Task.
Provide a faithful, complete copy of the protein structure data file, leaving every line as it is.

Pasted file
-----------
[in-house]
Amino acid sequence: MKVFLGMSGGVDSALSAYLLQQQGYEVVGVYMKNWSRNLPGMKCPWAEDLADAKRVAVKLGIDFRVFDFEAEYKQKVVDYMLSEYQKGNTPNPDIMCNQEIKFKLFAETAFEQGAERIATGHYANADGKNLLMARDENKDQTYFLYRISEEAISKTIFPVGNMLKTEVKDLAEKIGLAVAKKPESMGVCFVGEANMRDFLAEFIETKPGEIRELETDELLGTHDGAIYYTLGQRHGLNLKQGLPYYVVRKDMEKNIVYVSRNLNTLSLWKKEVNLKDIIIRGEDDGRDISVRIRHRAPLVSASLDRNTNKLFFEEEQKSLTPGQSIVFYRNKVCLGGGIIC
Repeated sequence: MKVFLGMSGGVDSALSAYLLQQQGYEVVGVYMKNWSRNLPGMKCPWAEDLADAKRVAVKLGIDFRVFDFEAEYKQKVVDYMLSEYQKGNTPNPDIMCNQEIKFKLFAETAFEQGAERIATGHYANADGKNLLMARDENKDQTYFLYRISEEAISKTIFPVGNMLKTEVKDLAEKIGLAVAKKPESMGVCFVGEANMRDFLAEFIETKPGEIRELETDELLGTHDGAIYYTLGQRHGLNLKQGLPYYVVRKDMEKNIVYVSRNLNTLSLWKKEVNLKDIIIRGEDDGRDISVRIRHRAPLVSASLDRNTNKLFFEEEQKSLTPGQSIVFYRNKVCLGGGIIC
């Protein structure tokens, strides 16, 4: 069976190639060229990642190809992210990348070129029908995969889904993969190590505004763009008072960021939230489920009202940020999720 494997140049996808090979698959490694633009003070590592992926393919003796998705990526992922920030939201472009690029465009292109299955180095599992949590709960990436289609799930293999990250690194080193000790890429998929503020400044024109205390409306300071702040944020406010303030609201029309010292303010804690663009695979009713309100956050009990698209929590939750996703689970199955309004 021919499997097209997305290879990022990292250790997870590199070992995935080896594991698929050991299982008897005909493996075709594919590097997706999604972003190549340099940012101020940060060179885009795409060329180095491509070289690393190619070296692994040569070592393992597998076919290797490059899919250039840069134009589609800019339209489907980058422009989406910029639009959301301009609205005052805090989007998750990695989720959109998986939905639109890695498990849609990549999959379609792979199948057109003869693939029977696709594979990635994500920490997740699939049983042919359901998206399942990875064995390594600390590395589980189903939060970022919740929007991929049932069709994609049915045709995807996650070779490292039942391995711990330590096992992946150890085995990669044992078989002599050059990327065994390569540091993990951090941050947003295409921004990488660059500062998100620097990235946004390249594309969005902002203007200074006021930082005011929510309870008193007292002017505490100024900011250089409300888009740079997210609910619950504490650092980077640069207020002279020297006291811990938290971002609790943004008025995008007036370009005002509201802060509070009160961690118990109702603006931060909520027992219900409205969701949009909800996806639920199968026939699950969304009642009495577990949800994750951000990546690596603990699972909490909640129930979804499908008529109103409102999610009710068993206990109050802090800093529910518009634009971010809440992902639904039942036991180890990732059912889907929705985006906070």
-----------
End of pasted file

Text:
[in-house]
Amino acid sequence: MKVFLGMSGGVDSALSAYLLQQQGYEVVGVYMKNWSRNLPGMKCPWAEDLADAKRVAVKLGIDFRVFDFEAEYKQKVVDYMLSEYQKGNTPNPDIMCNQEIKFKLFAETAFEQGAERIATGHYANADGKNLLMARDENKDQTYFLYRISEEAISKTIFPVGNMLKTEVKDLAEKIGLAVAKKPESMGVCFVGEANMRDFLAEFIETKPGEIRELETDELLGTHDGAIYYTLGQRHGLNLKQGLPYYVVRKDMEKNIVYVSRNLNTLSLWKKEVNLKDIIIRGEDDGRDISVRIRHRAPLVSASLDRNTNKLFFEEEQKSLTPGQSIVFYRNKVCLGGGIIC
Repeated sequence: MKVFLGMSGGVDSALSAYLLQQQGYEVVGVYMKNWSRNLPGMKCPWAEDLADAKRVAVKLGIDFRVFDFEAEYKQKVVDYMLSEYQKGNTPNPDIMCNQEIKFKLFAETAFEQGAERIATGHYANADGKNLLMARDENKDQTYFLYRISEEAISKTIFPVGNMLKTEVKDLAEKIGLAVAKKPESMGVCFVGEANMRDFLAEFIETKPGEIRELETDELLGTHDGAIYYTLGQRHGLNLKQGLPYYVVRKDMEKNIVYVSRNLNTLSLWKKEVNLKDIIIRGEDDGRDISVRIRHRAPLVSASLDRNTNKLFFEEEQKSLTPGQSIVFYRNKVCLGGGIIC
């Protein structure tokens, strides 16, 4: 069976190639060229990642190809992210990348070129029908995969889904993969190590505004763009008072960021939230489920009202940020999720 494997140049996808090979698959490694633009003070590592992926393919003796998705990526992922920030939201472009690029465009292109299955180095599992949590709960990436289609799930293999990250690194080193000790890429998929503020400044024109205390409306300071702040944020406010303030609201029309010292303010804690663009695979009713309100956050009990698209929590939750996703689970199955309004 021919499997097209997305290879990022990292250790997870590199070992995935080896594991698929050991299982008897005909493996075709594919590097997706999604972003190549340099940012101020940060060179885009795409060329180095491509070289690393190619070296692994040569070592393992597998076919290797490059899919250039840069134009589609800019339209489907980058422009989406910029639009959301301009609205005052805090989007998750990695989720959109998986939905639109890695498990849609990549999959379609792979199948057109003869693939029977696709594979990635994500920490997740699939049983042919359901998206399942990875064995390594600390590395589980189903939060970022919740929007991929049932069709994609049915045709995807996650070779490292039942391995711990330590096992992946150890085995990669044992078989002599050059990327065994390569540091993990951090941050947003295409921004990488660059500062998100620097990235946004390249594309969005902002203007200074006021930082005011929510309870008193007292002017505490100024900011250089409300888009740079997210609910619950504490650092980077640069207020002279020297006291811990938290971002609790943004008025995008007036370009005002509201802060509070009160961690118990109702603006931060909520027992219900409205969701949009909800996806639920199968026939699950969304009642009495577990949800994750951000990546690596603990699972909490909640129930979804499908008529109103409102999610009710068993206990109050802090800093529910518009634009971010809440992902639904039942036991180890990732059912889907929705985006906070």